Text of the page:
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The Power And The Glory

Turning into Passiontide. Is this the ‘home run’ of Lent? It may be tempting to think of Passion Sunday as light at the end of the tunnel, at least in regard to Lenten discipline, or to feelings of guilt for having in some way fallen short of the mark, as if Lent were an endurance test qualifying us all for – what?

This is the moment when it is tempting to ask what all this giving up of things is about, whether it is simply an extended self improvement exercise, or whether it presages some kind of renewal, which we all desperately need but find it hard to name.

I rarely blog about the Sunday readings, and never the upcoming one. In fact, I rarely look at the upcoming one before Thursday of that week. The preacher needs a fallow period, however short. Without a Sabbath rest between one Sunday sermon and the next, ideas either meld into each other, at the risk of repetition, or ‘crash’ due to overload.

But this coming Sunday is different. The reading (John 12: 20-33) glimpsed this Monday morning, draws us into itself, vortex-like, through its own compelling force. There is no question of waiting until Thursday to begin to contemplate it more deeply. It is already too familiar, too much with me.

Christ speaks of the glory that is to be revealed in his being ‘lifted up’ on the Cross. He speaks of all people being drawn to him in that moment. The victim’s ‘glory’ is revealed, paradoxically, as he suffers at the hands of the vicious, the vindictive and the cruel. It is profoundly disturbing, shaming to the reader, and yet compelling. The terrible paradox obliges our attention, so that not attending to it becomes a conscious and deliberate act of will, a resistance to that greater driving force.

How can such degradation sit easily with the idea of ‘glory’ and what can such an implausible revelation of glory, through torture and death, have to do with us and with the whole concept of ‘redemption’?  Redemption from what? we ask ourselves. Should we try to domesticate these terms, in order to better understand them perhaps? Or should we do the opposite, categorize them as ‘mystery’ and then move on, untouched, uncomprehending.

This coming Sunday, the gospel coincides with another kind of glory, all too apparent in our world, the glory and competing drive for power between nations. I try to make sense of the glory spoken of in the gospel in the context of the latest parade of nuclear ballistic missiles in Pyongyang and of the rhetoric of Trump, which seems to change from one day to the next. Military strength, volatile exchanges between enemies and among their supporters create their own vortex of fear, their own compelling force.

Viewed against the backdrop of world events, the contrast is such that it makes the glory of Christ seem irrelevant. What can the glory that is ostensibly displayed in abject failure and humiliation possibly have to do with the events of today, or with our difficult and fear driven lives?

But ‘irrelevance’ is perhaps where the whole discussion about redemption and glory needs to begin. After all, for many people the Christian story, and the Church itself, are indeed ‘irrelevant’ – until we sense some unnameable force at work in the story and in the Church when it lives as it should, as the Body of Christ. In the life of the Church there abides a force which overwhelms evil.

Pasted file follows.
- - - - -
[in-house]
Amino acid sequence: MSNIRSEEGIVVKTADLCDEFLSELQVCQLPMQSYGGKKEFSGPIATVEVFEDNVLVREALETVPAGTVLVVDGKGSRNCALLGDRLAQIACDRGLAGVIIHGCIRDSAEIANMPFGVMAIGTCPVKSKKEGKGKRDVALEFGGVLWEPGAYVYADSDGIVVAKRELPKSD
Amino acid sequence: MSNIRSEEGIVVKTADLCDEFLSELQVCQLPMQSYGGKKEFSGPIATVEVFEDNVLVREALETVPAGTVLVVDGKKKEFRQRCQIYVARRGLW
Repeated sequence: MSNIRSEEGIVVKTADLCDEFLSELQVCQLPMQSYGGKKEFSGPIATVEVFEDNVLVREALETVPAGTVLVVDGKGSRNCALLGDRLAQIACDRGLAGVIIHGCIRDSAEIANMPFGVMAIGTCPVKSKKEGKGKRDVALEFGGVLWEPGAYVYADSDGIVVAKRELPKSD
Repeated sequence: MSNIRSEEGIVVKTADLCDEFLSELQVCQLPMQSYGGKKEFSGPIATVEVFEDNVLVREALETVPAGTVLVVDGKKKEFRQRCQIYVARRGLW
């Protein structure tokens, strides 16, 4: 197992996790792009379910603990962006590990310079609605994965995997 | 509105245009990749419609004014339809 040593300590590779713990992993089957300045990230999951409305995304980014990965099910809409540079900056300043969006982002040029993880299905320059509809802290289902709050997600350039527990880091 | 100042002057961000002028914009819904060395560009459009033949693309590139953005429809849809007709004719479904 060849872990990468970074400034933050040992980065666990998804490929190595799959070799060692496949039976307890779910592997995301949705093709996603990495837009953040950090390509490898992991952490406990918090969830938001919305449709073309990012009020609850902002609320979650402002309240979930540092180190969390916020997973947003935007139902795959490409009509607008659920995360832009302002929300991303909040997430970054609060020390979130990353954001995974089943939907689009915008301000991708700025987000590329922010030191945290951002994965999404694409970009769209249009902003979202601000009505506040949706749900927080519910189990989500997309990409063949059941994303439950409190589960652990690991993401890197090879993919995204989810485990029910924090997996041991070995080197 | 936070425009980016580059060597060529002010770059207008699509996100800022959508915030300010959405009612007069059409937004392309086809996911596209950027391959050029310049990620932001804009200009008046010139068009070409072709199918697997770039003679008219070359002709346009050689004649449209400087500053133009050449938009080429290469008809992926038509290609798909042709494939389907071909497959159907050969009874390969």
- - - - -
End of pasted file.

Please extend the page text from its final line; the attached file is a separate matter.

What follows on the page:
Perhaps all this is a little too abstract. It seems to bear no relation to our lives. Perhaps it is indeed ‘irrelevant’. But to whom shall we turn in our fear and despair? In reflecting on this question, it seems we are left with no choice but to return to the ravaged figure dragging the instrument of his own execution through crowded streets, the enduring and ultimate image of failure and disgrace.

Salvation is another word which it is difficult to make sense of, especially in the context of the glory which is the weakness and failure depicted in Christ’s Passion. For certain powerful leaders, salvation is only really effected in the finality of ultimate victory achieved through sheer force. On an international stage, this means enough military strength for whoever wants the ultimate glory to have the last word, even if ultimate glory spells ultimate destruction for the rest of us.

Readers of Russel Hoban’s Riddley Walker will have a sense of how the world might yet feel 2,500 years after this ‘glory’ has been won by one or other nuclear superpower. What seems to endure though, in Hoban’s post-language futuristic novel, is ‘the little shining man’, his being pulled apart, and the ‘rememberment’ of him. St. John’s gospel is also a kind of ‘rememberment’. It is a ‘rememberment’ of Christ’s being ‘lifted up’. But it is also a ‘rememberment’ of the present. He is lifted up to the place of ultimate disgrace and failure in order to meet all of us, as nations and as persons, in that same place now.

We might still wonder if all of this is still relevant in regard to our collective and private fears concerning the outcome of world events. But the relevance lies in the mysterious glory of the suffering of God’s Son, in the way it meets our suffering, catches it, drops down into it, raises us up through it and by which we see the light of Easter.

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